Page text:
Why don’t we feel air pressure? It is something quite fascinating yet confusing to understand, right?
At sea level, the atmospheric pressure exerted upon us is roughly ten metric tons per square meter.
So, the act of standing straight requires the same effort as lifting a light car. But, why don’t we feel air pressure weigh down on us?
Of course, it is a good thing or that pressure might have crushed you. But why is the question?
We don’t feel air pressure weighing down on us because the air pressure inside our bodies cancels out that effect.
Why Don’t We Feel Air Pressure on Us?
The pressure caused by the atmospheric weight pressing down on Earth and everything else, including us, is known as air pressure.
Even though we are surrounded by air all the time, we do not normally sense its weight. But, why does that happen?
The answer to this question is rather straightforward.
For example, the air inside our bodies (in stomachs and lungs) exerts the same pressure externally, ensuring we do not feel any air pressure in our surroundings.
Fact: Air pressure is measured in milibars (mb) using the barometer, which was first invented by Evangelista Torricelli in 1644.
The Concept of Pressure Equalization
An important thing to keep in mind is that we can adjust the pressure in our body to suit our environment.
Human bodies are mostly made up of fluids and gases. It means they are subject to atmospheric pressure just like the rest of the world.
But, it does not work like this because of the pressure equalization.
Equalization is the process by which the air pressure in our stomach, lungs, and ears is balanced with the air pressure outside of our bodies.
And that is the reason why we do not experience any pain or pressure as a result of shifts in air pressure in these locations.
But there are many explanations for the question, “Why don’t we feel atmospheric pressure?”
Your Body Gets Used to the Pressure
Because air pressure is a constant, ever-present force, humans do not experience its weight for this and other reasons.
Over time, our bodies become acclimated to this level of stress.
As an analogy, consider how we rarely notice the effects of gravity or the weight of our clothing, despite the fact that they act upon us continually.
Fact: Low pressure surrounded by high pressure creates storms, as rising air from low pressure causes strong winds, and dark clouds if there is water in the atmosphere.
The Air Pressure is Uniform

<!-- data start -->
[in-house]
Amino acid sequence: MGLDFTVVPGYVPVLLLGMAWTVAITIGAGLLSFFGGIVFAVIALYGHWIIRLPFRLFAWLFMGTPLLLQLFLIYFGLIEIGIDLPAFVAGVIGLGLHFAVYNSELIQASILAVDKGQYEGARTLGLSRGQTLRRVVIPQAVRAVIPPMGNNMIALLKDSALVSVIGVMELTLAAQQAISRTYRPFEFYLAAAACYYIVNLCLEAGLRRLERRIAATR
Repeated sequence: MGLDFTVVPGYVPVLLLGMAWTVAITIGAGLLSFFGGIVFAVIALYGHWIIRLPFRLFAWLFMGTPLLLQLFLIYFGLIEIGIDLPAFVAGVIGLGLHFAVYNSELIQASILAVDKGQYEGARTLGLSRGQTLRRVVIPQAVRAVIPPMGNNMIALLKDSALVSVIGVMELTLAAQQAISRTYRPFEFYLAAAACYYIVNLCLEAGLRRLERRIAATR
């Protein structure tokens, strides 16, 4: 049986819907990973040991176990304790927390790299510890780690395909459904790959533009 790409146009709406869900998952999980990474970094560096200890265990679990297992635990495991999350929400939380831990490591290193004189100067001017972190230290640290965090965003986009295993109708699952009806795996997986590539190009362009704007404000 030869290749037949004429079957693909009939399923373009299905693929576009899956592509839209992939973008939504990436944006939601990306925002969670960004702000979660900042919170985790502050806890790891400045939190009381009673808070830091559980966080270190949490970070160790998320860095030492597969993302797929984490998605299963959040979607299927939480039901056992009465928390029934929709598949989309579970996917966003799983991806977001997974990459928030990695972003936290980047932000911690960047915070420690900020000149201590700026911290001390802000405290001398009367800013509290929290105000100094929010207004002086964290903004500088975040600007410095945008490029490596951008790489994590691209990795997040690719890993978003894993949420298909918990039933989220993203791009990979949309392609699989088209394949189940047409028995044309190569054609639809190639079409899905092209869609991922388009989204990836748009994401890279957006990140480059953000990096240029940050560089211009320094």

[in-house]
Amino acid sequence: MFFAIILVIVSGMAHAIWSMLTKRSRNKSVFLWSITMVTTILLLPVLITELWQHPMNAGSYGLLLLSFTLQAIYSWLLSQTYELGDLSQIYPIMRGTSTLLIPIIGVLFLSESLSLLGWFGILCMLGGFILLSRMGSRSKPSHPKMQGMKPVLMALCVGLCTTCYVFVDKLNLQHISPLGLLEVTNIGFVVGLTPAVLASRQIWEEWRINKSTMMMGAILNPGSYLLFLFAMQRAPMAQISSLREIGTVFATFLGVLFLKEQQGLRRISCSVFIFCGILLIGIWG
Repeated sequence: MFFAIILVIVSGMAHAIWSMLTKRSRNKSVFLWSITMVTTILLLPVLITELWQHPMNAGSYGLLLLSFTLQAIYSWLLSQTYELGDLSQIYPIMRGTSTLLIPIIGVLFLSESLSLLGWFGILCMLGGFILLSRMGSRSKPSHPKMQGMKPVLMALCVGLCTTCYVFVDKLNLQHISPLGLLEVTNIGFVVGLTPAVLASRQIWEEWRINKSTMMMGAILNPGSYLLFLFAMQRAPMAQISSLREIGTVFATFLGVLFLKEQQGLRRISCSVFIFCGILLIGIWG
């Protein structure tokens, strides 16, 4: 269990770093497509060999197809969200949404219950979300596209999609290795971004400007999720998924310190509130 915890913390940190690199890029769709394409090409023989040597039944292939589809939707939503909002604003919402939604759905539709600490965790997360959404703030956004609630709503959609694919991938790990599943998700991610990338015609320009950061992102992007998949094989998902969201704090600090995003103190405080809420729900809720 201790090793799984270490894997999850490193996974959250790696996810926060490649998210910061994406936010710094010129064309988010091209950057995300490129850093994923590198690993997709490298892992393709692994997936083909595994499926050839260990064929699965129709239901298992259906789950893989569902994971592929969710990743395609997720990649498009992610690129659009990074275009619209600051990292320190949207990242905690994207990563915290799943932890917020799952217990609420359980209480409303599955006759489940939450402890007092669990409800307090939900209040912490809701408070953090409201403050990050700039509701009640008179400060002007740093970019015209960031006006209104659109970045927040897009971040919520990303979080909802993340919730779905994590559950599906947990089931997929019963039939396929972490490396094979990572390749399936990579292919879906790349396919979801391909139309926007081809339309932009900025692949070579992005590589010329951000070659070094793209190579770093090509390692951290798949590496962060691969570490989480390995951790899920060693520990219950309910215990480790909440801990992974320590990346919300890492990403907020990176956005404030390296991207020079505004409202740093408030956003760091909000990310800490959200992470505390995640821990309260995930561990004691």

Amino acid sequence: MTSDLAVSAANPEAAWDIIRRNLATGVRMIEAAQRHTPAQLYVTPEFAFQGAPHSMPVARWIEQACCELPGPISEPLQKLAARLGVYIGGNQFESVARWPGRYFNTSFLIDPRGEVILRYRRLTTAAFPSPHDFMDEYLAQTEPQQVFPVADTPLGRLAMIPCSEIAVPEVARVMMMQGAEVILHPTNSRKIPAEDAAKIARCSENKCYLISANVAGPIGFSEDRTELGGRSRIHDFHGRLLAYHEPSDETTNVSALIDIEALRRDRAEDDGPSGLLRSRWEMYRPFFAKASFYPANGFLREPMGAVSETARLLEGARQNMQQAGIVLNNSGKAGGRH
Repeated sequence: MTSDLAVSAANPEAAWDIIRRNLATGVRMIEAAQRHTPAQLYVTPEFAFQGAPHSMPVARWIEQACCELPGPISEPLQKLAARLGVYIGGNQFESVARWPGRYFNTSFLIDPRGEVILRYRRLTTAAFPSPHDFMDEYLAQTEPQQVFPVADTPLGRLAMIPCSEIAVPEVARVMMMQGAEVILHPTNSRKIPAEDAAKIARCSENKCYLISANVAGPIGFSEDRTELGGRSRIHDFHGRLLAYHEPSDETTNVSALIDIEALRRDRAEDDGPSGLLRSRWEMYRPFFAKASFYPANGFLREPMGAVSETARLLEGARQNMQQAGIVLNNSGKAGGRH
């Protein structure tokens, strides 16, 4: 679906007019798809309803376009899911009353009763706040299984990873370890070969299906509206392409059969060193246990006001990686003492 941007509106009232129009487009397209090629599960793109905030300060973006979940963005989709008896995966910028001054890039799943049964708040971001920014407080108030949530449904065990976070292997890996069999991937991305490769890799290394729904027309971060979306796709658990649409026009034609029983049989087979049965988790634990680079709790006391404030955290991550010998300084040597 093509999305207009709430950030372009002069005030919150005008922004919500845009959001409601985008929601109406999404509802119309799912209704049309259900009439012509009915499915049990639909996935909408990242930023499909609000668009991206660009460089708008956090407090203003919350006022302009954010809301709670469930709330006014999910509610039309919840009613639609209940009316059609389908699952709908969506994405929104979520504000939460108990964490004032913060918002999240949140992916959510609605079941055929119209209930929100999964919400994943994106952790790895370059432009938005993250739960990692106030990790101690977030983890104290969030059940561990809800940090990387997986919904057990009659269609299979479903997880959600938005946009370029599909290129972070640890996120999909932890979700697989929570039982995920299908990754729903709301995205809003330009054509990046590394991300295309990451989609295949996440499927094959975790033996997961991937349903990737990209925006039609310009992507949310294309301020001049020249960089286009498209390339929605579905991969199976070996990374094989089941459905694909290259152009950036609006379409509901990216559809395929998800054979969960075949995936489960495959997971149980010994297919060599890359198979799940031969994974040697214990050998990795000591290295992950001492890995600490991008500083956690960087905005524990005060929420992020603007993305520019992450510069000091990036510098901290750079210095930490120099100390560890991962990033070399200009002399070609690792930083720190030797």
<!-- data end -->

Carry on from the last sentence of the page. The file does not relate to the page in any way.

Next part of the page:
The uniformity of Earth’s air pressure is an asset.
The force of this pressure is felt all around the world because air pressure is distributed evenly instead of being concentrated in one area.
While the effects of air pressure are real, they may not be as obvious as those caused by other types of pressure.
It is especially the case with the pressure applied by a huge item on a small region.
Your Body can Adapt to Changing Pressure
As mentioned already, the human body has the ability to gradually adapt to low or high air pressure.
This is why it is not uncomfortable or pressurizing for individuals to live at high altitudes, where the air pressure is lower than at sea level.
For instance, scuba divers are able to adapt to increasing water pressure as they go deeper into the ocean.
Their bodies can adjust to the pressure differences by balancing the air pressure inside of them with the water pressure outside of them.
An Important Thing to Consider
It is important to remember that air pressure does affect our bodies, albeit the changes are typically too slight to be noticed by the naked eye.
For instance, alterations in atmospheric pressure can trigger pain or discomfort in the ears and sinuses.
Breathing is another bodily function affected by air pressure, especially at high elevations when the air pressure is lower.
Nevertheless, the magnitude of these effects is typically too little to be noticed on a daily basis.
Fact: Dealing with water pressure can be extremely difficult, and that is why submarines are designed specifically to handle the high pressure in deep water.
Is There Air Pressure Inside the Human Body?